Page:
A guy who has made his name discussing ‘Modern Romance’ actually has the chance to discuss it, in all of its thorniness, and change the paradigm, change the way we communicate and think and care about and have sex with each other. I hope he’s become a better person, too. But I’d be happier if he talked about how he has, so that other men can become better, too. Instead, all he offers is ‘I’ve thought a lot.’ Dude, that’s not the point — what you’ve thought is the point. And if you can’t articulate your thoughts more profoundly than that at this point, you probably haven’t had the most considered or progressive thoughts.
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RD: In both of the apologies that Aziz Ansari has issued — the first in a text to Grace after the incident, and the second one in his stand up set a year later, he doesn’t admit to any wrongdoing. Both seem like damage control, an attempt to allay his critics so he can continue to be this loveable brown comic everybody seems eager to forgive.
The morning after, when Grace made known her experience to him via text, he responded, “I’m so sad to hear this. All I can say is, it would never be my intention to make you or anyone feel the way you described. Clearly, I misread things in the moment and I’m truly sorry.”
Looking at the number of times Ansari has spoken out against sexual harassment and assault and embodied a generally feminist vibe, I find it hard to believe that he didn’t know exactly what he was doing and how grossly harassing it could be perceived as. I think he just couldn’t be bothered to make sure Grace felt comfortable in his company, and that he consciously prioritized his own sexual gratification over her comfort. In this text apology, I don’t think Ansari takes enough responsibility for his actions, which he then knew had a negative impact on Grace. He tries to exonerate himself by saying it wasn’t his intention to make her feel the way she did, which I perceive as his attempt to consciously play dumb, and shift the responsibility of Grace’s feelings back to her, without having to acknowledge the ways in which he stripped her of her agency the night before. His tone in the apology, to me, implies a certain dismissal of Grace’s feelings, which I think he has repeated a year later.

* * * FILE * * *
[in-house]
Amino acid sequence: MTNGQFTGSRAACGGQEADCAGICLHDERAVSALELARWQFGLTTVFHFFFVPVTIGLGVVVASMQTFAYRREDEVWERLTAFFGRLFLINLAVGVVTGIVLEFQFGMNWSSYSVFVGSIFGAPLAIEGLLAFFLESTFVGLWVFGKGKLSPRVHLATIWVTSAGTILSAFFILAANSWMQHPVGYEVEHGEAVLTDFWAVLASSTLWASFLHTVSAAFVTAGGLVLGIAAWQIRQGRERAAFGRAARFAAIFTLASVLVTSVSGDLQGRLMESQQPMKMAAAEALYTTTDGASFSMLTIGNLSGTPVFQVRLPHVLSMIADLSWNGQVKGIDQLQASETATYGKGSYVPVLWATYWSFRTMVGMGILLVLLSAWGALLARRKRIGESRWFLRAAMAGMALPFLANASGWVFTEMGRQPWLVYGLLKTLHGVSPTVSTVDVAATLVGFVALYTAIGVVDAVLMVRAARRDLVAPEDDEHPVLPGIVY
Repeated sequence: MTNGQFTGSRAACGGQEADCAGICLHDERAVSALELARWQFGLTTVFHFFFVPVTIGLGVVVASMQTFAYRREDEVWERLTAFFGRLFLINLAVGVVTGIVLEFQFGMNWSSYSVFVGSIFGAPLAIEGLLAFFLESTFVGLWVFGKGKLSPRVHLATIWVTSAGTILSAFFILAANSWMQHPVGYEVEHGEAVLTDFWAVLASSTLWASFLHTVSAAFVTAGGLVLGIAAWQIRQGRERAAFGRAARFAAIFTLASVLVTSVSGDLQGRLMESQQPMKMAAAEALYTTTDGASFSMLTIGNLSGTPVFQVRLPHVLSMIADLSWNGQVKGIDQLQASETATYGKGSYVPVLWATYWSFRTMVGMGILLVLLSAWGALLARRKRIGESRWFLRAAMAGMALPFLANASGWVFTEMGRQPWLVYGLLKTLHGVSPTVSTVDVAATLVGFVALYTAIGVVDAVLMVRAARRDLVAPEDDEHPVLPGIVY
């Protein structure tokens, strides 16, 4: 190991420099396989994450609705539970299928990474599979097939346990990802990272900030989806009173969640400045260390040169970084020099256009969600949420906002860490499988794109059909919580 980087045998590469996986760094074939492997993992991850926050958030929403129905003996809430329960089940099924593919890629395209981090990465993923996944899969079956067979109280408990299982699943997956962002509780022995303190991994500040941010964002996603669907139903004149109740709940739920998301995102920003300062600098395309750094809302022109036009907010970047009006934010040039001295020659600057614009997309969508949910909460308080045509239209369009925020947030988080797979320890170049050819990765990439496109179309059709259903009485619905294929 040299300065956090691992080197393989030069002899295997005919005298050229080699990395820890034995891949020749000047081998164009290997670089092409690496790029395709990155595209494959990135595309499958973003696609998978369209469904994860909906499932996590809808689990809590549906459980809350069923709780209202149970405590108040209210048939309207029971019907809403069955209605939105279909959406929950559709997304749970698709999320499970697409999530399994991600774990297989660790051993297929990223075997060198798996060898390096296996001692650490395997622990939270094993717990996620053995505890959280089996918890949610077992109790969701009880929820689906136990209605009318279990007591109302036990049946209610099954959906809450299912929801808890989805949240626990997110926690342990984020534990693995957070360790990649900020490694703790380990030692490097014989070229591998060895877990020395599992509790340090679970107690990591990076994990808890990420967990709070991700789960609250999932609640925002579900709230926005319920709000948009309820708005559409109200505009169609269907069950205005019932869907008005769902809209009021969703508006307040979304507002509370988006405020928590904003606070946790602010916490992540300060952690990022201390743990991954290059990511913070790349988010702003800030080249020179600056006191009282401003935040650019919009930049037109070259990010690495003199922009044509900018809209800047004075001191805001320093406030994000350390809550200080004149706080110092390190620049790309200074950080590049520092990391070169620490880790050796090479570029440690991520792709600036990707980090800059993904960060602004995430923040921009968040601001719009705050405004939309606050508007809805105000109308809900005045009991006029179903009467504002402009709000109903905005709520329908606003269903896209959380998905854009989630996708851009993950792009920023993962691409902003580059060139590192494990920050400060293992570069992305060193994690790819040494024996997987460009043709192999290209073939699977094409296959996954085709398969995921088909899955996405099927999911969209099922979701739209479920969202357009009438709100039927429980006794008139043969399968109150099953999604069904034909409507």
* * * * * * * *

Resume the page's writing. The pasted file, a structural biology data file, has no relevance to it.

In his stand up routine, Ansari said that he felt embarrassed, humiliated and upset. He said that he felt terrible that Grace felt a certain way. Again, he shies away from accepting any responsibility for Grace’s feelings, making it seem like Grace was in over her head and the nice guy that Ansari is, he’ll deign to apologize anyway. For me, these apologies are completely devoid of any sincerity whatsoever.